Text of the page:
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Profitability of Slavery

Decent Essays
Economic History Topic Report
ECO 3183

Topic title: Profitability of Slavery

Briefly state the two opposing views.
A. Abolitionists condemned slavery based on moral, social, and economic reasons. Many believed that slaves were mistreated and were often subjected to corporal punishment. Others argued that the forced labor of blacks was inefficient and unproductive for various racial and economic reasons. Ulrich Phillip’s studies from the antebellum slavery in the south claimed that although plantation slavery produced great wealth, even without the civil war, slavery was economically on a dead end due to the rising cost of factor prices (slaves) increasing faster than the product prices (cotton).

B. Economists approached
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If the price of cotton increases, then the demand for labor also increases which ultimately drives up slave prices. If cotton prices stay the same but there is an increase in output per worker, then the price of slaves will increase. If the cost to maintain a slave decreases, then the difference will eventually offset once slave prices increases to its equilibrium. Conrad and Meyer found Phillip’s table involving the relationship between the prices of prime field hands compared to the prices of cotton accurate; however, they explained that Phillips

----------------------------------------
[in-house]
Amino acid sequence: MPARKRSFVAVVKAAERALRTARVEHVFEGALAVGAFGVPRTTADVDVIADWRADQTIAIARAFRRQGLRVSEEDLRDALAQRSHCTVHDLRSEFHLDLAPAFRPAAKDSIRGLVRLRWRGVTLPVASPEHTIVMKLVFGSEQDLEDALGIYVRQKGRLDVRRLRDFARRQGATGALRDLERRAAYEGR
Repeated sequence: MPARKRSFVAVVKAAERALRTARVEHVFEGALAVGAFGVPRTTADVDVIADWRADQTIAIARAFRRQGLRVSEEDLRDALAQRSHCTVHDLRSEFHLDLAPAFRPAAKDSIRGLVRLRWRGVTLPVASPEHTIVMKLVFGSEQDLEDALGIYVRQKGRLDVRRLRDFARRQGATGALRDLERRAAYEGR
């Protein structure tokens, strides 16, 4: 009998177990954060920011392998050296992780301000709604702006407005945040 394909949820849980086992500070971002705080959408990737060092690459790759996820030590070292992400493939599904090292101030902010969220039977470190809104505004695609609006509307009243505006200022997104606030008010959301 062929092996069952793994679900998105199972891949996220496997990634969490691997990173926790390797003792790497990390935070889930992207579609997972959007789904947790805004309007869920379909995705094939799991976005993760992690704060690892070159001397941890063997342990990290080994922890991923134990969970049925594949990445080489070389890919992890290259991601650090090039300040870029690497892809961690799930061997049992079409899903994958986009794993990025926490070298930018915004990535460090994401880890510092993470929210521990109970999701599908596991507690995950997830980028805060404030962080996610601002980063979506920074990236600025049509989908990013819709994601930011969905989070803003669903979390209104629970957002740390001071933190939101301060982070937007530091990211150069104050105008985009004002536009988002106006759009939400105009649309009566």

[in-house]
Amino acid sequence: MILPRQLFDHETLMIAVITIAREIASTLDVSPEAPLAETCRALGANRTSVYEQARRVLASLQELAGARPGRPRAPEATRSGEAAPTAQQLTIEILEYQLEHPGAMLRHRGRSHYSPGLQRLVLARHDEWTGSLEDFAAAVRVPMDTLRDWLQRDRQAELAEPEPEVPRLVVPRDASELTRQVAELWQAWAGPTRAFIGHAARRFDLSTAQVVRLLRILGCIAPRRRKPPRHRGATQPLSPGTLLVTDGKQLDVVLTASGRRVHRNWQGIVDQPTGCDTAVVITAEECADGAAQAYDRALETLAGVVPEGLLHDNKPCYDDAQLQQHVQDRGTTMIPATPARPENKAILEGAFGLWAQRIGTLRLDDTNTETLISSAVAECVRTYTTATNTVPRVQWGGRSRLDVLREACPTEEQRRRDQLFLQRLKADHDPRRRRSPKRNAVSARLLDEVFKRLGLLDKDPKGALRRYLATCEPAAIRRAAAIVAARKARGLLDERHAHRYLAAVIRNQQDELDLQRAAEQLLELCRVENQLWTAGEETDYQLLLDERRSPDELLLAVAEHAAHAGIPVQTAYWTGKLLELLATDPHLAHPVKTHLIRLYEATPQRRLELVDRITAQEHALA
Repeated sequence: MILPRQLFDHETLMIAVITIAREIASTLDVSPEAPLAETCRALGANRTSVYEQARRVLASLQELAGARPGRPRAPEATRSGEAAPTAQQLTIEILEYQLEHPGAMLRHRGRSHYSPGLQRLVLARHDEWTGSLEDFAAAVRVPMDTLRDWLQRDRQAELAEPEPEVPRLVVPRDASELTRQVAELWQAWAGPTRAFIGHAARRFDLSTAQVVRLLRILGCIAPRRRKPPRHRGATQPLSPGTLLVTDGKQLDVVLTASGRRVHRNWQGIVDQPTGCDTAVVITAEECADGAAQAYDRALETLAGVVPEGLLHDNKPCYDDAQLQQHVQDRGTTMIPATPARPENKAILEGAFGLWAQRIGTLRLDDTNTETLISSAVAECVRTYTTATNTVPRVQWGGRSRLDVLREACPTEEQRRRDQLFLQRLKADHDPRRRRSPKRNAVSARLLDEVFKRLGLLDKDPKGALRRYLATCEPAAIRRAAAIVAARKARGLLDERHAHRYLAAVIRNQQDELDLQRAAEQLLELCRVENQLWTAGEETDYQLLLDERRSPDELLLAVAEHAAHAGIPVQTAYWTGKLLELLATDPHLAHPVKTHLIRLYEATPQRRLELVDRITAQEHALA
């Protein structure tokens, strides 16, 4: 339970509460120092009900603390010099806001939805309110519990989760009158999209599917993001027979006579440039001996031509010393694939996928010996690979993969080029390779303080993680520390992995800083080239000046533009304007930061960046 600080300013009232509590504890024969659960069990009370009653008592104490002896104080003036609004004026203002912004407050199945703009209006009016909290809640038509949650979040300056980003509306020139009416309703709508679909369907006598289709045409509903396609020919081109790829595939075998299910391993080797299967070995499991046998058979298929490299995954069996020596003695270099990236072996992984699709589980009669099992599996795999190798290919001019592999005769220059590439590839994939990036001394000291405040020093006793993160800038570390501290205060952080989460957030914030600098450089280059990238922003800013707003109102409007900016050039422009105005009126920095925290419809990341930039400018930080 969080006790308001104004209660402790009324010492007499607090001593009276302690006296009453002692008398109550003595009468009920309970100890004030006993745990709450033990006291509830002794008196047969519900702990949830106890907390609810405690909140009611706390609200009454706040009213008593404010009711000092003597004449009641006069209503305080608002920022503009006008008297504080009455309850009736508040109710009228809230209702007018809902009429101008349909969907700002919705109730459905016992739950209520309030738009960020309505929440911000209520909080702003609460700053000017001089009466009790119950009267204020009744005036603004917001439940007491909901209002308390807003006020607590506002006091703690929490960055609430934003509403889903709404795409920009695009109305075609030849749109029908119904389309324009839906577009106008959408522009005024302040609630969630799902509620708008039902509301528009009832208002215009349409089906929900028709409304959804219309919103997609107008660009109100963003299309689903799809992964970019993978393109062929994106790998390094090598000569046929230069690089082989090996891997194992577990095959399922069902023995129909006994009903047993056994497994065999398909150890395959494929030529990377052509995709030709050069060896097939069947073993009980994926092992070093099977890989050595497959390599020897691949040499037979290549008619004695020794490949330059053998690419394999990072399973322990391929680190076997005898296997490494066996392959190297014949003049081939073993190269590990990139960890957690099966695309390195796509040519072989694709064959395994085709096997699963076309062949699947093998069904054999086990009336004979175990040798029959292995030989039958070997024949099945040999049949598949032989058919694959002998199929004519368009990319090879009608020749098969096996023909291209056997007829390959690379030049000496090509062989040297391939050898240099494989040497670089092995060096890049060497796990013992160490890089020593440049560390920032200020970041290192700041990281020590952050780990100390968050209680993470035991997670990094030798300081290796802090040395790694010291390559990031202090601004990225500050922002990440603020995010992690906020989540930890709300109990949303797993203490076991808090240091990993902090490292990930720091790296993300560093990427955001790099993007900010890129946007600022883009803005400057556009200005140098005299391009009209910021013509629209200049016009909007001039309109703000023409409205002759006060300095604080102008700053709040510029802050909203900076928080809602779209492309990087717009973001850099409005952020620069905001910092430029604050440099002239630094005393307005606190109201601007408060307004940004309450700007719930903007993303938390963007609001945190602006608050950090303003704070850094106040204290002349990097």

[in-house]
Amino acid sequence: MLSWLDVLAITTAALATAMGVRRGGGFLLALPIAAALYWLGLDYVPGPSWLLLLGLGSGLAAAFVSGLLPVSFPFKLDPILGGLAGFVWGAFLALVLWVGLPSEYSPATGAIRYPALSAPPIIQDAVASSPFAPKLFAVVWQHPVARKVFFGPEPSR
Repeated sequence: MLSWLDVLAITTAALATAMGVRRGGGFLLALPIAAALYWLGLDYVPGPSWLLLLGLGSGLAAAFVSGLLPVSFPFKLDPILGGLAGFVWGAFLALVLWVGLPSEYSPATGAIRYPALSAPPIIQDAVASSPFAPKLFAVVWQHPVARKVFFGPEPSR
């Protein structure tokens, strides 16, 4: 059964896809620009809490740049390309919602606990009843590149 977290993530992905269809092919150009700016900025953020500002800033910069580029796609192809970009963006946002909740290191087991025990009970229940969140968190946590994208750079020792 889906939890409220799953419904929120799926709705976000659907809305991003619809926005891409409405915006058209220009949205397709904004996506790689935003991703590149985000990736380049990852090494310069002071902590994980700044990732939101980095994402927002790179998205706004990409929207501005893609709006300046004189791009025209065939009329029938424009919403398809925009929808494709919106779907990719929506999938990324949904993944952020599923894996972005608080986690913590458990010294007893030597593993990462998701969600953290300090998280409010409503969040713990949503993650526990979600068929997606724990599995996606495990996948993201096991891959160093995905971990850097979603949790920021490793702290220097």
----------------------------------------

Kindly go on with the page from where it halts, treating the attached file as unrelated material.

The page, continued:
Page 2 was missing key data to support his claims of slavery being unprofitable. Phillips completely left out the overall productivity of a slave, which was the ultimate difference in the revision of 1958. A major factor Conrad and Meyer took into consideration concerning production was the reproduction rates for females. Their researched showed that “prime hand wenches produced anywhere between 5-10 kids, and was one-half to two-thirds productive as prime field hands” (C.M. 106-107). However, an average 3 months time is lost due to pregnancy. After calculating return rates they found that women bearing 10 children would have an 8.1 percent rate of return and a women with 5 children will have a 7.1 percent rate of return. Furthermore, the rate of return per slave averaged out to 10 percent (Weiher).

In what ways do the differences in
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